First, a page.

The Federal Reserve’s announcement Monday that it will build a real-time payment (RTP) system, FedNow, to provide an alternative to The Clearing House (TCH) network, elicited applause and complaints.
Business Insider summarized the positions: “The fear of competition hangs over the number of reported reasons why major banks are against the Fed building an RTP system. It could slow adoption and it could present problems of interoperability.”
FedNow Could Foster Innovation
But BI added, “It could popularize alternative payments, impacting card networks alongside big banks.”
TCH, which in 2017 launched a real-time payment network that now reaches 51% of demand deposit accounts in the country, said it would continue to expand to reach more banks: “The network was built for and is available to every U.S. depository institution, regardless of size, on equitable terms — no discounts for volume or minimum volume requirements.”
However, only seven of the 24 TCH member banks offer real-time sending and receiving today, nearly two years after the RTP launch.
Rampant Distrust of Big Banks
Almost all banks that are not TCH member-owners favored a Fed network in comments to the Fed last year.
The Independent Community Bankers of America (ICBA) was pleased with Monday’s decision.
“The Fed system will ensure universal access to real-time payments, avoid a megabank monopoly, and encourage innovation that will benefit consumers nationwide,” it said.
The Wall Street Journal complained that the Fed was trying to expand government control of the economy and that it would slow adoption of real-time payments because many banks would wait for the new service, FedNow.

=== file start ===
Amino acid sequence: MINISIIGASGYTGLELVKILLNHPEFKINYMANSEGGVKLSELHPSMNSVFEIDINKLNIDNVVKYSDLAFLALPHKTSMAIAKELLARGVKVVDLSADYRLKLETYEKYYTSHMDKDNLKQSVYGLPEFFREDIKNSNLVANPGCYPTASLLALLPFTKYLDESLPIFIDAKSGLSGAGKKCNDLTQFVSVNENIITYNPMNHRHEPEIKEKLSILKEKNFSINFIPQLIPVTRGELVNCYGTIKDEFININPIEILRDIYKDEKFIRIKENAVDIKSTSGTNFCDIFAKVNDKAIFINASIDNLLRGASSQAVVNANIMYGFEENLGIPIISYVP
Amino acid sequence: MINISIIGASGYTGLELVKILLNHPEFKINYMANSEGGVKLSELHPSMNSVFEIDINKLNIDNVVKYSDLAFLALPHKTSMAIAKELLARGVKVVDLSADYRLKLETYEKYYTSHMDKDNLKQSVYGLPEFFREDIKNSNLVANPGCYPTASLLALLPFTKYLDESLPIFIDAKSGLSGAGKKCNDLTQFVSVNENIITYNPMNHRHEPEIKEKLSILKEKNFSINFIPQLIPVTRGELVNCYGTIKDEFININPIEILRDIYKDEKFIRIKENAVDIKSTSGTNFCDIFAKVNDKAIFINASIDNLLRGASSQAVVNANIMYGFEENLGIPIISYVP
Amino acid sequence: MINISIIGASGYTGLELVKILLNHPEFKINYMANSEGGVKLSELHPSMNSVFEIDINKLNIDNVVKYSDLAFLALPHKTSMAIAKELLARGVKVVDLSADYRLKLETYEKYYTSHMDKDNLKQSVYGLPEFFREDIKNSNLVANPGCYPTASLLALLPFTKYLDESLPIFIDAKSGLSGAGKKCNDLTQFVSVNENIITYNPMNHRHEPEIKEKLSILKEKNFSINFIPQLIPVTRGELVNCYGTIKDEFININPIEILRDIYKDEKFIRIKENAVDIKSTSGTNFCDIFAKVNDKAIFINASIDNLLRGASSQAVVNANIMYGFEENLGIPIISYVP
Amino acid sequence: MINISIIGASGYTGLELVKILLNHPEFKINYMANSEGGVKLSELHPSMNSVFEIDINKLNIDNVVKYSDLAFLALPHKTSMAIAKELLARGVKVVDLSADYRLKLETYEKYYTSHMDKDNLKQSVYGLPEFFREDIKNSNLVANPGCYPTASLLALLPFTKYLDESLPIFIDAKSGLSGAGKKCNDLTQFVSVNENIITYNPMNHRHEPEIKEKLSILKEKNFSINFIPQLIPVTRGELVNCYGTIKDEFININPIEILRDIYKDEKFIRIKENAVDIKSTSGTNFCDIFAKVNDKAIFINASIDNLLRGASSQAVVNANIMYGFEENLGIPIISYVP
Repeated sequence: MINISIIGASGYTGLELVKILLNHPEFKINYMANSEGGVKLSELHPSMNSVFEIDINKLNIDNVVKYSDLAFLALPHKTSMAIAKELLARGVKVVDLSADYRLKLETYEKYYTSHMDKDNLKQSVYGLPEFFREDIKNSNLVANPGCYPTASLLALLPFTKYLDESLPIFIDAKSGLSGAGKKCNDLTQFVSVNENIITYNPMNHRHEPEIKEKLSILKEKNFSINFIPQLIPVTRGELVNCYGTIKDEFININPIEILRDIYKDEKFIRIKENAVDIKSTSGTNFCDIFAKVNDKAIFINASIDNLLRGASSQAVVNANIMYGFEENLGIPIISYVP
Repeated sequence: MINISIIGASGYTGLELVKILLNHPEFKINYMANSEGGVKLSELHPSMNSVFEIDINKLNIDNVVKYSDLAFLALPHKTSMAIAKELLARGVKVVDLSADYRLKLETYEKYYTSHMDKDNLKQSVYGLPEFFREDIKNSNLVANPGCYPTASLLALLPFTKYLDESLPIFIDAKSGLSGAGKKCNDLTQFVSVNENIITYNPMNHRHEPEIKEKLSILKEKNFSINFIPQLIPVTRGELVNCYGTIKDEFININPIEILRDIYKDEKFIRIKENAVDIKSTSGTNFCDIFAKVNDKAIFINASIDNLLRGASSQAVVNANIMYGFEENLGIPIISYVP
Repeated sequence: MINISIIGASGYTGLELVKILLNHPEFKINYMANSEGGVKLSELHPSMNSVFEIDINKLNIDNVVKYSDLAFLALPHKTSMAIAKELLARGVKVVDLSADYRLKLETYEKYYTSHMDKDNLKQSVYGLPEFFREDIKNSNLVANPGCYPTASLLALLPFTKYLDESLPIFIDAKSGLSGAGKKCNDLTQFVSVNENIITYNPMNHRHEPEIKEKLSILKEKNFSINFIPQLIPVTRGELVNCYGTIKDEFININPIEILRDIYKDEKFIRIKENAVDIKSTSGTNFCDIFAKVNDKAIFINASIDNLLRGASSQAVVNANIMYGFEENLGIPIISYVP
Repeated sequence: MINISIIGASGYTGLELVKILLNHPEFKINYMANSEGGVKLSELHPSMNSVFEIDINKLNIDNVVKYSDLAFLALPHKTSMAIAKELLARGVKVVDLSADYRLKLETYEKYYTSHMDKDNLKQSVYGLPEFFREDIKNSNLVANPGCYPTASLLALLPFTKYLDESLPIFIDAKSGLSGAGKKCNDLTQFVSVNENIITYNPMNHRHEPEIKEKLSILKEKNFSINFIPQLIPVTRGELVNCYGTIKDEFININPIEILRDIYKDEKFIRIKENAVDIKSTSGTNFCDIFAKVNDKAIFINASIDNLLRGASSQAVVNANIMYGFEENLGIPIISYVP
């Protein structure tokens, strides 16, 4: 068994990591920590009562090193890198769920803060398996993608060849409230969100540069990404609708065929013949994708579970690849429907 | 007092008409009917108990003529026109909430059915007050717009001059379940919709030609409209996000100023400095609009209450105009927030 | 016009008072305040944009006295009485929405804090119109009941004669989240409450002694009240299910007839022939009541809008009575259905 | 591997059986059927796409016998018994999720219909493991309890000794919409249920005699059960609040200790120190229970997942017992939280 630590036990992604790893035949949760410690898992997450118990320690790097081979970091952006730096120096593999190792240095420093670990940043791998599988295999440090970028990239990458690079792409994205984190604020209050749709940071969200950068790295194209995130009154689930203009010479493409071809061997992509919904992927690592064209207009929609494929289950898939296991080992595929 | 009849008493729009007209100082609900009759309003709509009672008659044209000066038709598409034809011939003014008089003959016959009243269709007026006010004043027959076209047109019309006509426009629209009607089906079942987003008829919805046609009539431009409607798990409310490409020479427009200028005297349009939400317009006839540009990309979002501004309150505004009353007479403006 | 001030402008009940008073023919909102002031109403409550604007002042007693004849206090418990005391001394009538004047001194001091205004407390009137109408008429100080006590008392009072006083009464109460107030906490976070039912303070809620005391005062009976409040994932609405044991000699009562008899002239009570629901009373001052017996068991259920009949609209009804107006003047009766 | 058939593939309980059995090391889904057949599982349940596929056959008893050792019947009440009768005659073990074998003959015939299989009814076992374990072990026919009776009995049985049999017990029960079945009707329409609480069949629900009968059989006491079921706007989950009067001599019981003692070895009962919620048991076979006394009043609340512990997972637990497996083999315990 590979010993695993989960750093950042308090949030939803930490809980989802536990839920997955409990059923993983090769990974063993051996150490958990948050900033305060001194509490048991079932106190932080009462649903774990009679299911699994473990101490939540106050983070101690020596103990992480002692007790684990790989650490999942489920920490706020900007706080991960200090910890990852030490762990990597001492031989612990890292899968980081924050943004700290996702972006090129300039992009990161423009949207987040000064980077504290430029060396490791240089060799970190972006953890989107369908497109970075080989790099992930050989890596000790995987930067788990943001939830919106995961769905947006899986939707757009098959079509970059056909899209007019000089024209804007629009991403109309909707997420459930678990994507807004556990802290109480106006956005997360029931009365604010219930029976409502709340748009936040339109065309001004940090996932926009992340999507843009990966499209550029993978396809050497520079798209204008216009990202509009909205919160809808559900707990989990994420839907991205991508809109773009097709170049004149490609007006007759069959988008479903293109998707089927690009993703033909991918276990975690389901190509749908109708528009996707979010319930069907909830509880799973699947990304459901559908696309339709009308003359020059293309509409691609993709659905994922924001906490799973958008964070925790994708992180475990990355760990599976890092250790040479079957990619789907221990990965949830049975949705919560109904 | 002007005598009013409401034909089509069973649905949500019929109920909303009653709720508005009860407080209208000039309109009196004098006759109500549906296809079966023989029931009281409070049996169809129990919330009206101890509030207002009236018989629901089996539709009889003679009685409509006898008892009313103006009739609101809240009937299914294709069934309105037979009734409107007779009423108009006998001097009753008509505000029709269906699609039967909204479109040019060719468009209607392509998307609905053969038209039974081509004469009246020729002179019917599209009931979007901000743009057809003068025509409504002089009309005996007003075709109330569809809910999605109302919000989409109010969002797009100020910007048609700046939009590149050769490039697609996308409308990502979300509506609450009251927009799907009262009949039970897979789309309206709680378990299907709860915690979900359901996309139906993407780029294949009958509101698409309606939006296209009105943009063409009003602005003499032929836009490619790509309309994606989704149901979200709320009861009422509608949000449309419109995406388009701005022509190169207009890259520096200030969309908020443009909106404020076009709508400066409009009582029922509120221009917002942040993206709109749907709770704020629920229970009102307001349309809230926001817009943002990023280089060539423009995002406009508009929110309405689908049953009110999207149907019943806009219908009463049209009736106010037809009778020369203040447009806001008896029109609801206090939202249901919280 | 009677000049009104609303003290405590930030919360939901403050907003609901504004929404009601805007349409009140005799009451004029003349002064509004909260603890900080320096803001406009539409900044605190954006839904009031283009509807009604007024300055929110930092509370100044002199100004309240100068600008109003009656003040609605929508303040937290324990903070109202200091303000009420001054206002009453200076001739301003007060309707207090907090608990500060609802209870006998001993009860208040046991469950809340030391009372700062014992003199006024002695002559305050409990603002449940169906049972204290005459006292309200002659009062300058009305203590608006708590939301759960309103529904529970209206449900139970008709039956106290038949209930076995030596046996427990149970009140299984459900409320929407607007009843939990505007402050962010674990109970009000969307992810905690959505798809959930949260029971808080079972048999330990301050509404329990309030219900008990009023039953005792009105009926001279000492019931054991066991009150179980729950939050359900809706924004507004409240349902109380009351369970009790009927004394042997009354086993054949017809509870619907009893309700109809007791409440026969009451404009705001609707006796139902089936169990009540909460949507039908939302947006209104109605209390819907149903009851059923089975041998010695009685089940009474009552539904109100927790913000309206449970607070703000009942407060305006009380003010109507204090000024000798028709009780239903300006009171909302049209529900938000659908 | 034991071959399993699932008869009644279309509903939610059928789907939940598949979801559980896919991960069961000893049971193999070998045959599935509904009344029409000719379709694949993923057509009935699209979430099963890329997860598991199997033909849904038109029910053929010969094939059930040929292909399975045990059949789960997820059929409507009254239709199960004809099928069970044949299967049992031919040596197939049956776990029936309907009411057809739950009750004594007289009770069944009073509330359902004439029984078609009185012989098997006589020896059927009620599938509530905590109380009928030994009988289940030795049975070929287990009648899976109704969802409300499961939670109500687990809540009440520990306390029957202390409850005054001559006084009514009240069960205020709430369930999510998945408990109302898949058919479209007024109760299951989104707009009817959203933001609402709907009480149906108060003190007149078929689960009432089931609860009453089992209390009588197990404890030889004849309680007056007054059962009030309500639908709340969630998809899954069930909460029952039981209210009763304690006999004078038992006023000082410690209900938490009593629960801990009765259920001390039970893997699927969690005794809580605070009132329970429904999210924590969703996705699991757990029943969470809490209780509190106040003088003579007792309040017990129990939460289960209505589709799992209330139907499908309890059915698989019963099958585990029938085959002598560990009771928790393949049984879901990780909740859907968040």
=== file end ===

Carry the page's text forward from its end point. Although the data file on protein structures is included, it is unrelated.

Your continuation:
“Big tech companies, community banks, retailers and progressives endorsed the Fed’s market grab for parochial reasons,” the WSJ editorial board added.
Smaller banks and merchants, from Walmart to convenience stores, don’t trust the big banks, as you can see from the comments site. The Fed’s target of 2023 or 2024 will be a disappointment to banks and merchants; a recurring theme in the comments was that the Fed should move quickly.
Kevin Wack, who has been covering the issue for American Banker, noted that the Fed apparently will disappoint tech companies like Amazon and Google and grant access to its new service only to depository institutions with banking licenses.
A Yacht Named Overdraft
The Fed’s announcement was welcomed by Democratic legislators who have introduced a bill to require the Fed to provide real-time payments, which also would require banks to make customer funds available immediately upon deposit.
Aaron Klein, a fellow at The Brookings Institute, said the bill would give bank customers immediate access to their funds without waiting for FedNow to become operational: “Banks could either clear using the existing RTP system or they could continue using the Fed’s slow ACH [automated clearing house] system, but would have to make your funds available right away, even if the payment takes a few days.”
Some banks and credit unions already do that, but the consumer savings come out of bank profits — not a popular prospect among banks accustomed to a gravy train.
As The Washington Post pointed out: One bank CEO made so much money from overdrafts he named his yacht Overdraft. (Cringey.)